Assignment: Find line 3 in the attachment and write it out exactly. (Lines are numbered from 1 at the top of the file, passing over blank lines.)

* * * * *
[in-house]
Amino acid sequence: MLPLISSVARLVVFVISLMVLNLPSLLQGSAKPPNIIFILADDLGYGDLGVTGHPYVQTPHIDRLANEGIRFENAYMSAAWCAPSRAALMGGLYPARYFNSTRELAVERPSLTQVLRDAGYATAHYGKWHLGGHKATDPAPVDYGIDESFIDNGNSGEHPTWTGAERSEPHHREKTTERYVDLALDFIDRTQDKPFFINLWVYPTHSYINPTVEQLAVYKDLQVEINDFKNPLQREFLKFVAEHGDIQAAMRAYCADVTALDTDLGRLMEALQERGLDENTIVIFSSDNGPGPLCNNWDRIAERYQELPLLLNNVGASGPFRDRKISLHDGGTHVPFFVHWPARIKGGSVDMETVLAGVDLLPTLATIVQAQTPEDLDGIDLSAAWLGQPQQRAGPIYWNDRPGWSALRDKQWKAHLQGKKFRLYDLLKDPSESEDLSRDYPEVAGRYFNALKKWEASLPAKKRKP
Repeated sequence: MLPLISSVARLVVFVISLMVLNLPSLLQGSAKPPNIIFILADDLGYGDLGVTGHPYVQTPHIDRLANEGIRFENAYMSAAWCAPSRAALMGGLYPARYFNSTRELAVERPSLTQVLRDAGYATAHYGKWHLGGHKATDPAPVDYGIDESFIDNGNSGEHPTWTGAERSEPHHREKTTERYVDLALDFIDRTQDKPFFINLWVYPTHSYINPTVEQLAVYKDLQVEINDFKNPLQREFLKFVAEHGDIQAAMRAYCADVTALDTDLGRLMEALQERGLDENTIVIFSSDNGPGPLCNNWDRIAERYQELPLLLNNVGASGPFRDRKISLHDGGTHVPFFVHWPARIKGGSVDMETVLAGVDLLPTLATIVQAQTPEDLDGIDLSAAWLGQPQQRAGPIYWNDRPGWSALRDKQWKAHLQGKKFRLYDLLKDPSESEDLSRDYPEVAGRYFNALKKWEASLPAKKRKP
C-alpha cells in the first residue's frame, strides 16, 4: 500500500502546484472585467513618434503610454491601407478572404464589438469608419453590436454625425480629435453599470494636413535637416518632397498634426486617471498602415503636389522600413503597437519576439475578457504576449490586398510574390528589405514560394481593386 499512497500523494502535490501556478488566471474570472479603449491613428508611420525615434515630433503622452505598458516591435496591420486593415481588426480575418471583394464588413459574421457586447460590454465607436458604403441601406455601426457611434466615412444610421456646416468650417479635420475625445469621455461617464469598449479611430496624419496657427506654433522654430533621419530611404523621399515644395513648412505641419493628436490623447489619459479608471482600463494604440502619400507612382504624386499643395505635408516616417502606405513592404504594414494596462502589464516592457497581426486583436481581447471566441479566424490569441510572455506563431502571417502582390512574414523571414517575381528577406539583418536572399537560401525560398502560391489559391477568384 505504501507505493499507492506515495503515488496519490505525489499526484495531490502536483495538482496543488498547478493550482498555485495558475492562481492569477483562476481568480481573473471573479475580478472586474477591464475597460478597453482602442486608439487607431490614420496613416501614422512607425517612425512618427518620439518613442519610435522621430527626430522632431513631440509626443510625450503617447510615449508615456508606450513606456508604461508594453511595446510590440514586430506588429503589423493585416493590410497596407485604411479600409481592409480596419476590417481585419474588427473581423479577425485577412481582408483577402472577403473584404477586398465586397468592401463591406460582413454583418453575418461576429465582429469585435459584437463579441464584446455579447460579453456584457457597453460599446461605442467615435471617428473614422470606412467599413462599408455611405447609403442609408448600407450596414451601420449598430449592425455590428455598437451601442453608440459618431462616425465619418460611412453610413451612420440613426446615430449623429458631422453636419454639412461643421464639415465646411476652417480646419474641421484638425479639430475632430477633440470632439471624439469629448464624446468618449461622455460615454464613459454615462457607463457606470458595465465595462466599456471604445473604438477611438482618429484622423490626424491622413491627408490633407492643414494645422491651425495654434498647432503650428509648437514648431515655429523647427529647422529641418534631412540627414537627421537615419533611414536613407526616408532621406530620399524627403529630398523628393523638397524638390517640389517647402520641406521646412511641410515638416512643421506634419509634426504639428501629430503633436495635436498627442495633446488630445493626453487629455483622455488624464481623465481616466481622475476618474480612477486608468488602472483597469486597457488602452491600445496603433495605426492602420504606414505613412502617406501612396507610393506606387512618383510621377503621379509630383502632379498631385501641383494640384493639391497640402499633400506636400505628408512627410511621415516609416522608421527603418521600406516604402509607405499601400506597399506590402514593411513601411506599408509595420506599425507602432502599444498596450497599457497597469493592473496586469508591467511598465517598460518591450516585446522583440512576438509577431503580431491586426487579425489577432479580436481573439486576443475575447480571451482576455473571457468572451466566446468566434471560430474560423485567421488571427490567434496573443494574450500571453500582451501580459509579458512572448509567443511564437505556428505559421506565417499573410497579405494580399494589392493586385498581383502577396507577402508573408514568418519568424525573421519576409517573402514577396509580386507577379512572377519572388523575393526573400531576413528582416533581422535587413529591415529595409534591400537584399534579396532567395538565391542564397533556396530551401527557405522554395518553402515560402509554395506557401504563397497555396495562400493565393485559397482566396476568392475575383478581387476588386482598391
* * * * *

Repeated sequence: MLPLISSVARLVVFVISLMVLNLPSLLQGSAKPPNIIFILADDLGYGDLGVTGHPYVQTPHIDRLANEGIRFENAYMSAAWCAPSRAALMGGLYPARYFNSTRELAVERPSLTQVLRDAGYATAHYGKWHLGGHKATDPAPVDYGIDESFIDNGNSGEHPTWTGAERSEPHHREKTTERYVDLALDFIDRTQDKPFFINLWVYPTHSYINPTVEQLAVYKDLQVEINDFKNPLQREFLKFVAEHGDIQAAMRAYCADVTALDTDLGRLMEALQERGLDENTIVIFSSDNGPGPLCNNWDRIAERYQELPLLLNNVGASGPFRDRKISLHDGGTHVPFFVHWPARIKGGSVDMETVLAGVDLLPTLATIVQAQTPEDLDGIDLSAAWLGQPQQRAGPIYWNDRPGWSALRDKQWKAHLQGKKFRLYDLLKDPSESEDLSRDYPEVAGRYFNALKKWEASLPAKKRKP